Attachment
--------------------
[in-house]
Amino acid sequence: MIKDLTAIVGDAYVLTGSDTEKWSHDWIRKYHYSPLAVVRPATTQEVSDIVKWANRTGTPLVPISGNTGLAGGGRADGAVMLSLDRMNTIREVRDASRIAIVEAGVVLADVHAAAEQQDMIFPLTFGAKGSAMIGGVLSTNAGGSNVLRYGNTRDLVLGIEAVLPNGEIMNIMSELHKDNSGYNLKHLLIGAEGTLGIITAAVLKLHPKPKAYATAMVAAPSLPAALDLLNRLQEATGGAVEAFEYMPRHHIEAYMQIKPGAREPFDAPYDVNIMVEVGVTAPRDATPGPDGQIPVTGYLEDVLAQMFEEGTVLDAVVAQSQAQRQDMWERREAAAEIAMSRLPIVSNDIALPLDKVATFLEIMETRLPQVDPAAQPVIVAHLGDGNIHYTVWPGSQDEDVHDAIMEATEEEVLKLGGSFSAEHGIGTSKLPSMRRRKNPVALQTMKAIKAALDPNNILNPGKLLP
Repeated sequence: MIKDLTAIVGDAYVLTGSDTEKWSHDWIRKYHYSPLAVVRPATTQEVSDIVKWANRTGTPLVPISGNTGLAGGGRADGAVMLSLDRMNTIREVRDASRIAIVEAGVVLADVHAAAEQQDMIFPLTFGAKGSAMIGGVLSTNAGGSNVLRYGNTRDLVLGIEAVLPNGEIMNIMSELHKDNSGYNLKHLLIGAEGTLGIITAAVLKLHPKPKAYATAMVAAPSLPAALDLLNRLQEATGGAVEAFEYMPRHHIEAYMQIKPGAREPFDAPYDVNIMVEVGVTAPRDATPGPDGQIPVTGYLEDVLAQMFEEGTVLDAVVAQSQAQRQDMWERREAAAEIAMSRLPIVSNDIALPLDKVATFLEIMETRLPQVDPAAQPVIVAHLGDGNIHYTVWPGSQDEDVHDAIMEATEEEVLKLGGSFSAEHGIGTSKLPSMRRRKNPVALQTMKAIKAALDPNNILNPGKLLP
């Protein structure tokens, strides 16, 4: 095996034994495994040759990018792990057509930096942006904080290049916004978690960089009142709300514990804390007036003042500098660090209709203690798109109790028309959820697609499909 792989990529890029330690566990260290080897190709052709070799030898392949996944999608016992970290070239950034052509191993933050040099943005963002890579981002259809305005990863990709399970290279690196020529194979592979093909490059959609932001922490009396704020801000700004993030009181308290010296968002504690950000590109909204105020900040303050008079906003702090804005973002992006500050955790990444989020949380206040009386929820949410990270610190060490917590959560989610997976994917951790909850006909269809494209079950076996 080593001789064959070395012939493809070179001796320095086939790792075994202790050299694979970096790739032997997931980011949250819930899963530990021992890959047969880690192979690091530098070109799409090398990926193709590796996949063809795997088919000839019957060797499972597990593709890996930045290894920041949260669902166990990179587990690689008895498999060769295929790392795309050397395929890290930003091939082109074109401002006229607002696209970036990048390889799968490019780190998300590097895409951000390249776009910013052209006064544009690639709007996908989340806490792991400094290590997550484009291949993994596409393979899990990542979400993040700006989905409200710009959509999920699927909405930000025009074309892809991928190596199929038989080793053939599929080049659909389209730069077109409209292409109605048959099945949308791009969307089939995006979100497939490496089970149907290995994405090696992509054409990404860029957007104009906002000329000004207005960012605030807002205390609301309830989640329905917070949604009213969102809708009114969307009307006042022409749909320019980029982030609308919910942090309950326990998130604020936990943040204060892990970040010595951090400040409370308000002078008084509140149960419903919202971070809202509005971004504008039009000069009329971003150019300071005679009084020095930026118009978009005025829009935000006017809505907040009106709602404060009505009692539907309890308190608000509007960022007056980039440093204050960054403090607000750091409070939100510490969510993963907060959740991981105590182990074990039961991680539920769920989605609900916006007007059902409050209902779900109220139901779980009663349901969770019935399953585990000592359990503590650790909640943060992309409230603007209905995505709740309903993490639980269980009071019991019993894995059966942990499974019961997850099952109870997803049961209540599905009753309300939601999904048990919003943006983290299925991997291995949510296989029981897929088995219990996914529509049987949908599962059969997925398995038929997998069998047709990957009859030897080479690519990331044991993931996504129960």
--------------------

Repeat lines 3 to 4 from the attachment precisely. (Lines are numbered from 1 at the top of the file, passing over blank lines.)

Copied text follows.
Repeated sequence: MIKDLTAIVGDAYVLTGSDTEKWSHDWIRKYHYSPLAVVRPATTQEVSDIVKWANRTGTPLVPISGNTGLAGGGRADGAVMLSLDRMNTIREVRDASRIAIVEAGVVLADVHAAAEQQDMIFPLTFGAKGSAMIGGVLSTNAGGSNVLRYGNTRDLVLGIEAVLPNGEIMNIMSELHKDNSGYNLKHLLIGAEGTLGIITAAVLKLHPKPKAYATAMVAAPSLPAALDLLNRLQEATGGAVEAFEYMPRHHIEAYMQIKPGAREPFDAPYDVNIMVEVGVTAPRDATPGPDGQIPVTGYLEDVLAQMFEEGTVLDAVVAQSQAQRQDMWERREAAAEIAMSRLPIVSNDIALPLDKVATFLEIMETRLPQVDPAAQPVIVAHLGDGNIHYTVWPGSQDEDVHDAIMEATEEEVLKLGGSFSAEHGIGTSKLPSMRRRKNPVALQTMKAIKAALDPNNILNPGKLLP
């Protein structure tokens, strides 16, 4: 095996034994495994040759990018792990057509930096942006904080290049916004978690960089009142709300514990804390007036003042500098660090209709203690798109109790028309959820697609499909 792989990529890029330690566990260290080897190709052709070799030898392949996944999608016992970290070239950034052509191993933050040099943005963002890579981002259809305005990863990709399970290279690196020529194979592979093909490059959609932001922490009396704020801000700004993030009181308290010296968002504690950000590109909204105020900040303050008079906003702090804005973002992006500050955790990444989020949380206040009386929820949410990270610190060490917590959560989610997976994917951790909850006909269809494209079950076996 080593001789064959070395012939493809070179001796320095086939790792075994202790050299694979970096790739032997997931980011949250819930899963530990021992890959047969880690192979690091530098070109799409090398990926193709590796996949063809795997088919000839019957060797499972597990593709890996930045290894920041949260669902166990990179587990690689008895498999060769295929790392795309050397395929890290930003091939082109074109401002006229607002696209970036990048390889799968490019780190998300590097895409951000390249776009910013052209006064544009690639709007996908989340806490792991400094290590997550484009291949993994596409393979899990990542979400993040700006989905409200710009959509999920699927909405930000025009074309892809991928190596199929038989080793053939599929080049659909389209730069077109409209292409109605048959099945949308791009969307089939995006979100497939490496089970149907290995994405090696992509054409990404860029957007104009906002000329000004207005960012605030807002205390609301309830989640329905917070949604009213969102809708009114969307009307006042022409749909320019980029982030609308919910942090309950326990998130604020936990943040204060892990970040010595951090400040409370308000002078008084509140149960419903919202971070809202509005971004504008039009000069009329971003150019300071005679009084020095930026118009978009005025829009935000006017809505907040009106709602404060009505009692539907309890308190608000509007960022007056980039440093204050960054403090607000750091409070939100510490969510993963907060959740991981105590182990074990039961991680539920769920989605609900916006007007059902409050209902779900109220139901779980009663349901969770019935399953585990000592359990503590650790909640943060992309409230603007209905995505709740309903993490639980269980009071019991019993894995059966942990499974019961997850099952109870997803049961209540599905009753309300939601999904048990919003943006983290299925991997291995949510296989029981897929088995219990996914529509049987949908599962059969997925398995038929997998069998047709990957009859030897080479690519990331044991993931996504129960």